Many Canadians are delaying filing their taxes out of fear of owing money, survey says

Many Canadians are delaying filing their taxes out of fear of owing money, survey says

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An increasing number of Canadians have delayed filing their taxes because they’re worried about owing money this year, according to a new survey by H&R Block Canada.

With less than a week to go before the April 30 deadline, 23 per cent have yet to file their taxes, according to the survey of 1,506 Canadians from April 22-24. While 71 per cent of those who have not yet filed plan to do so before month’s end, a quarter expect to miss the deadline and the remaining four per cent don’t plan to file at all.

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“The Canada Revenue Agency reports that every year, around 10 per cent of Canadians fail to file their taxes, but we’re seeing an increase in delayed filing this year, and many who anticipate they will miss the filing deadline altogether,” Yannick Lemay, a tax expert at H&R Block Canada, said in a press release.

Nine per cent who plan to file said they are procrastinating because they fear they owe money, but 63 per cent said they just haven’t gotten around to it yet.

“We know that for some people, the fear of owing money is a big contributing factor, although the vast majority of people who have filed so far have received a refund,” Lemay said.

Among those who will miss the deadline, 22 per cent said they have simply not prioritized it yet, while three per cent are concerned about owing money.

Of those who don’t plan to file their taxes, the driving factors are evenly split between it not being a priority and being worried about owing money.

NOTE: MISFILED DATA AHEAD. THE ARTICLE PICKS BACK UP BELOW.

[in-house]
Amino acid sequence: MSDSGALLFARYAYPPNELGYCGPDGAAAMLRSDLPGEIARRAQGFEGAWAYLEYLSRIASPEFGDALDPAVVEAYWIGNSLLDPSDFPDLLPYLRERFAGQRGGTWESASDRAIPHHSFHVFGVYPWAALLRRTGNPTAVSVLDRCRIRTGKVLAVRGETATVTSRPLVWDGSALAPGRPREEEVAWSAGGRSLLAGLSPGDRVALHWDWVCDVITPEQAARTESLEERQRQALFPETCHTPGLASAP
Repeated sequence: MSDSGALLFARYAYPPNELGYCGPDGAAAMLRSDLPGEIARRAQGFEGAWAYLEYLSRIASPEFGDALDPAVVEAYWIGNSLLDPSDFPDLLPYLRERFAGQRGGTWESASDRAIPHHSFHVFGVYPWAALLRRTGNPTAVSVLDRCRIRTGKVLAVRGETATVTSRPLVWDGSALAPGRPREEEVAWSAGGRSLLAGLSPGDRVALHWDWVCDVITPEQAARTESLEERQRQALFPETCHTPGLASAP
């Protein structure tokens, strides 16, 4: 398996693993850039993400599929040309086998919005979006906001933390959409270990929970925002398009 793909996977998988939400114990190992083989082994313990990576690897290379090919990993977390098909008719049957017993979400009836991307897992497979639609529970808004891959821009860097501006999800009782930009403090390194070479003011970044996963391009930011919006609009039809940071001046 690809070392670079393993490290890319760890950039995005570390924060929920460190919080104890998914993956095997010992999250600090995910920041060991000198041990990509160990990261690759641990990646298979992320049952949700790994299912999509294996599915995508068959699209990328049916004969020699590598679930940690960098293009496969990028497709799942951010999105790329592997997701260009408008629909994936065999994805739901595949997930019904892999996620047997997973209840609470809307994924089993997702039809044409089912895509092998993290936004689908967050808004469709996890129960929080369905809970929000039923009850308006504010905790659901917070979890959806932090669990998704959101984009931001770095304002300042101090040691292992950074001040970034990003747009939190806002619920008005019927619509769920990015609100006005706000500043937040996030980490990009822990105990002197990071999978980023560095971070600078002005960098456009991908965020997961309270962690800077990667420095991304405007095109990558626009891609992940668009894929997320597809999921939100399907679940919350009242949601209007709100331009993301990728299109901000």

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“Our message to all Canadians is to file your taxes before the April 30 deadline,” Lemay said. “Avoiding filing is never the answer, as you may end up owing more money through late-filing penalties and fees — and you may be pleasantly surprised by the tax credits and benefits you’re entitled to.”

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Indeed, only 18 per cent of respondents said they feel that they have a true understanding of the tax credits and benefits they may be entitled to. As a result, many Canadians could be pleasantly surprised by getting a refund or year-round benefits that offset the amount they owe in taxes.

A separate survey by Canadian Imperial Bank of Commerce said many people are relying on anticipated tax returns to combat rising living costs this year. The top ways they plan to allocate their refund include saving the money, paying down debt and spending on essentials. Only 12 per cent intend to invest their tax return.

Filing taxes late could also cost Canadians. Those who filed any of their past three tax returns late and received demand letters from the Canada Revenue Agency could be subject to higher late-filing penalties on what they owe, the H&R Block report said.

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There are options available to those who owe money, but don’t have the funds to cover it, such as negotiating a payment plan or paying in instalments that work for them and the CRA, the report said.

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